Traci Chee’s The Reader (available September 13th) is a book about books, which is basically a win-win. In The Reader, Sefia’s world isn’t supposed to have books – but when Sefia discovers one, it could be the key to her saving one person she loves and avenging the death of another. Check out the details:
A stunning debut set in a world where reading is unheard-of, perfect for fans of Inkheart and Shadow and Bone.
Sefia knows what it means to survive. After her father is brutally murdered, she flees into the wilderness with her aunt Nin, who teaches her to hunt, track, and steal. But when Nin is kidnapped, leaving Sefia completely alone, none of her survival skills can help her discover where Nin’s been taken, or if she’s even alive. The only clue to both her aunt’s disappearance and her father’s murder is the odd rectangular object her father left behind, an object she comes to realize is a book—a marvelous item unheard of in her otherwise illiterate society. With the help of this book, and the aid of a mysterious stranger with dark secrets of his own, Sefia sets out to rescue her aunt and find out what really happened the day her father was killed—and punish the people responsible.
With overlapping stories of swashbuckling pirates and merciless assassins, The Reader is a brilliantly told adventure from an extraordinary new talent.
You had me at “swashbuckling pirates!” To celebrate the release of The Reader, I’ve put together a list of books I couldn’t live without – and hopefully will never have to. Check out the list below, and keep reading to enter a giveaway to win a copy of The Reader (and more)!
Books I Couldn’t Live Without
Disclaimer: This list focuses on young adult books, because they’re my favorite, and because YA is, as a general rule, HOPEFUL – and hope is also something I couldn’t live without.
Anna and the French Kiss by Stephanie Perkins
For me, this is the book equivalent of the the world’s coziest sweater. I think I have read this book at least once a year since it was released – it’s the perfect remedy to a reading rut or a string of bad days. It never fails to make me smile, and I love living vicariously through Anna as she goes off on her Parisian adventures.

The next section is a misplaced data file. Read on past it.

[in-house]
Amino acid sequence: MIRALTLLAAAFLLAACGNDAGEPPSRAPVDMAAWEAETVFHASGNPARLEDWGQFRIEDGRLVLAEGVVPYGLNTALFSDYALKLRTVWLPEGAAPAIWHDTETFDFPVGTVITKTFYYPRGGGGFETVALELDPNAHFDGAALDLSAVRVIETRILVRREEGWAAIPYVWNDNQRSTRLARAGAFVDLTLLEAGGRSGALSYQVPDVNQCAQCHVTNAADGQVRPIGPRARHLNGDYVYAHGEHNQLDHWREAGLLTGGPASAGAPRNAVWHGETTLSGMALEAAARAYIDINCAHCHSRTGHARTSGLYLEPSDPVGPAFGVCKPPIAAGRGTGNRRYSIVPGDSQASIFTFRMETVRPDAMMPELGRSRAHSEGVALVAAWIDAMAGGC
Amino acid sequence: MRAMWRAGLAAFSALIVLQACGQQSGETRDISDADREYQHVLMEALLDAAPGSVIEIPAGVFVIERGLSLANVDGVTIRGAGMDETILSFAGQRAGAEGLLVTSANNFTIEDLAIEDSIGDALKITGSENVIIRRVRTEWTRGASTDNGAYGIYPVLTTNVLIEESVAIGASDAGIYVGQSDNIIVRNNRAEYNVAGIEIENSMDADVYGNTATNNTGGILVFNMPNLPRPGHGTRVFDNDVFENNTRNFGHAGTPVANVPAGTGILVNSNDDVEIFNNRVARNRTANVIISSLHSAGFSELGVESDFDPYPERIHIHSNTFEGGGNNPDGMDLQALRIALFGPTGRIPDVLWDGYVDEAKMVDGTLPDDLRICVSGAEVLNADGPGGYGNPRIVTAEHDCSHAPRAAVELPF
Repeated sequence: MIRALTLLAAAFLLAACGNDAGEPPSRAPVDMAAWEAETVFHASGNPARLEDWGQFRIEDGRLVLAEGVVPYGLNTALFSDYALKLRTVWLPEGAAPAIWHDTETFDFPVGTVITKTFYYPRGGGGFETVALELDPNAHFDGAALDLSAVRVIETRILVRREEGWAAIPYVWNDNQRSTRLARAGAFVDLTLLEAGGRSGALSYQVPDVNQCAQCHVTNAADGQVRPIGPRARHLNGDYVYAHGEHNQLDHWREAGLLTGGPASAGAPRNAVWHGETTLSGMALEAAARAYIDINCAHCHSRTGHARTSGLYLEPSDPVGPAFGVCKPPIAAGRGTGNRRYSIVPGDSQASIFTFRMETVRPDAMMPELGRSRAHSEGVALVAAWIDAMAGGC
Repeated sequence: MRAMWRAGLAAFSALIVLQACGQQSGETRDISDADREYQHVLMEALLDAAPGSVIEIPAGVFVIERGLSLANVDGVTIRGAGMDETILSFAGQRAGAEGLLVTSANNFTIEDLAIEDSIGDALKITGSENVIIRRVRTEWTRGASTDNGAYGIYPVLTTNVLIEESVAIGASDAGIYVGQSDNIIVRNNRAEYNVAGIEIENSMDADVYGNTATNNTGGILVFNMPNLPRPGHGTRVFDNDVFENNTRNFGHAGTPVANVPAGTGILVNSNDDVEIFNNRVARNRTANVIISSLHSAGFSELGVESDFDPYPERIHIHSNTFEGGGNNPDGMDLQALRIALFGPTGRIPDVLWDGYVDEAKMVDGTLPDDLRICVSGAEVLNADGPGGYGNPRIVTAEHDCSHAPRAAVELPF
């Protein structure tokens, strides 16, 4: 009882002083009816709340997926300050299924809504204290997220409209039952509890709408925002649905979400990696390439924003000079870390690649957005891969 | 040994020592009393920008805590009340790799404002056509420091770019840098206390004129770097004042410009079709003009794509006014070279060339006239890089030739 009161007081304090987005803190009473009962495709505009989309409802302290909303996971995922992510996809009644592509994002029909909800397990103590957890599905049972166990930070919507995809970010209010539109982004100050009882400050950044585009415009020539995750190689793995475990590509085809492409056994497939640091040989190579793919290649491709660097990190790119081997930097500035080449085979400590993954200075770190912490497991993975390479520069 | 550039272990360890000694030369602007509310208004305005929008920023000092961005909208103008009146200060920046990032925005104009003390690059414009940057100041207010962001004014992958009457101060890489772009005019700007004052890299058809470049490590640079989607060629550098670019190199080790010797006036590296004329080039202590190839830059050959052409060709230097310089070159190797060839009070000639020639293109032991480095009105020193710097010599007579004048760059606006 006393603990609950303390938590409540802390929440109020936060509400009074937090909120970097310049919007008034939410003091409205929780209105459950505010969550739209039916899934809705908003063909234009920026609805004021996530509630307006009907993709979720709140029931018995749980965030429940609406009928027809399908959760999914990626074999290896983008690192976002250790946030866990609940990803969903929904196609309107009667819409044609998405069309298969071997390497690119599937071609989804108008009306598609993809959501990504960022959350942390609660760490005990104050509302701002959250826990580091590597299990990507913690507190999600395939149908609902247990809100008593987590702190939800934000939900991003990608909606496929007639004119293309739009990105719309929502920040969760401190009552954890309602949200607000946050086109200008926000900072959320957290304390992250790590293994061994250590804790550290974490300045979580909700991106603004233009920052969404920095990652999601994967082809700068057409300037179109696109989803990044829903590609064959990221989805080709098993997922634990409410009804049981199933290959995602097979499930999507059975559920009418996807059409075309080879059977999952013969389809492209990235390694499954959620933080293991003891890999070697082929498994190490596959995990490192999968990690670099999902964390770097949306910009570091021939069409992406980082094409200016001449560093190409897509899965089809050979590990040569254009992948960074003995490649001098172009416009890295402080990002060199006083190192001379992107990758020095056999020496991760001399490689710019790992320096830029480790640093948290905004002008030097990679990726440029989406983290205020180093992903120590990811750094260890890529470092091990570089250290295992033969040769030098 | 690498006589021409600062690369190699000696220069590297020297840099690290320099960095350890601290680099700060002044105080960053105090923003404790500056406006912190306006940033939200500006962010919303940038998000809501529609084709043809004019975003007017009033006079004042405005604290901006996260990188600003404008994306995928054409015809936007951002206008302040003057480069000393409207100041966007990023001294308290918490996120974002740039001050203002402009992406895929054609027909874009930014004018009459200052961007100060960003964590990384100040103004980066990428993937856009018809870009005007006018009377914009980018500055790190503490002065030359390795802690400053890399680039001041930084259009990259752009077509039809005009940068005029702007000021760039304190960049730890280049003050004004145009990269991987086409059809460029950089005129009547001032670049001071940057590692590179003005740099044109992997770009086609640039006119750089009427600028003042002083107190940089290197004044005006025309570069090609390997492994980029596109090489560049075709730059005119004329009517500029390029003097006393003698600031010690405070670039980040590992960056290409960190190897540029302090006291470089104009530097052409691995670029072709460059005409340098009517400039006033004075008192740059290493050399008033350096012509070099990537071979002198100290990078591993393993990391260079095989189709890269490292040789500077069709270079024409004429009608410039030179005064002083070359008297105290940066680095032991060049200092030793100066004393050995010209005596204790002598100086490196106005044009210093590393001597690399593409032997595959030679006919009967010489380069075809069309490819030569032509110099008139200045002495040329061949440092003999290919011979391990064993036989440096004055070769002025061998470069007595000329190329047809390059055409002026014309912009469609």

Amy & Roger’s Epic Detour by Morgan Matson
If Anna is a cozy sweater, Amy & Roger are a soft t-shirt. I love a good road trip story, and Amy & Roger do their road trip up RIGHT. In addition to the lovely story of overcoming grief and letting yourself off the hook, this book also includes just the right amount of novelty, in the form of photos, receipts and playlists courtesy of Amy’s travel journal.
The Raven Boys by Maggie Stiefvater
I’m cheating a little with this one because I’m using the first book in The Raven Cycle series to represent the whole thing – so sue me! It’s a fantastic, ambient series that is different from anything else I’ve ever read both tonally and thematically. There’s a little something for everyone here, and it’s impossible to read this series without feeling like Blue and her Raven Boys are your new BFFs.
To All The Boys I’ve Loved Before by Jenny Han
Really this could say “Most books by Jenny Han,” but Lara Jean from To All The Boys is my favorite Han heroine. Jenny Han gets me. She (and her characters) appreciate a cute outfit, a delicious baked good, and the chance to avoid awkward social situations. Han’s portrayal of teenagers is so much closer to my own teenage experience than I usually see in fiction, so I revel in seeing characters like Lara Jean learn life lessons and bag cute boys.
As a single book, The Diviners packs in more than I thought possible. A massive amount of characters and perspectives. An accurate and alluring historical portrayal of prohibition-era New York. X-Men-esque powers, with a more sinister spin. The most hateable yet likeable main character I’ve ever encountered. Amazing ‘20s slang. Serial killers. Commentary on class and race and fantastic representation of the spectrum of both. Eugenics. A hint of steampunk. And yet, it all comes together into a fantastic spectacle that Bray weaves together seamlessly.
I love Rainbow Rowell as a general rule, but Fangirl is my bread and butter. And once again, it’s largely because of oh-so-relatable main character Cath. She’s extremely shy and socially awkward, but she’s smart and funny and obsessed with Simon Snow – I think we can all relate to being a fangirl about something! Rowell really does Cath and her fanfic world justice while telling a lovely coming-of-age story.
What books could you not live without? Let us know in the comments! While you wait for The Reader to hit shelves on September 13th, you can read an excerpt of the first two chapters of The Reader, and don’t forget to enter below to win a super cool The Reader prize pack.
The Reader Prize Pack Giveaway
We’ve partnered with Penguin Random House to offer a book-centric giveaway! One winner will receive:
- a copy of The Reader by Traci Chee
- a branded “I Am The Reader” tote bag
- $50 Visa gift card to build on your book collection
Enter to Win:
Giveaway open to US addresses only. Prizing and samples provided by Penguin Random House.
About the Author
Traci Chee is an author of speculative fiction for teens. An all-around word geek, she loves book arts and art books, poetry and paper crafts, though she also dabbles at piano playing, egg painting, and hosting potluck game nights for family and friends. She studied literature and creative writing at UC Santa Cruz and earned a master of arts degree from San Francisco State University. Traci grew up in a small town with more cows than people, and now feels most at home in the mountains, scaling switchbacks and happening upon hidden highland lakes. She lives in California with her fast-fast dog. The Reader is her YA debut.
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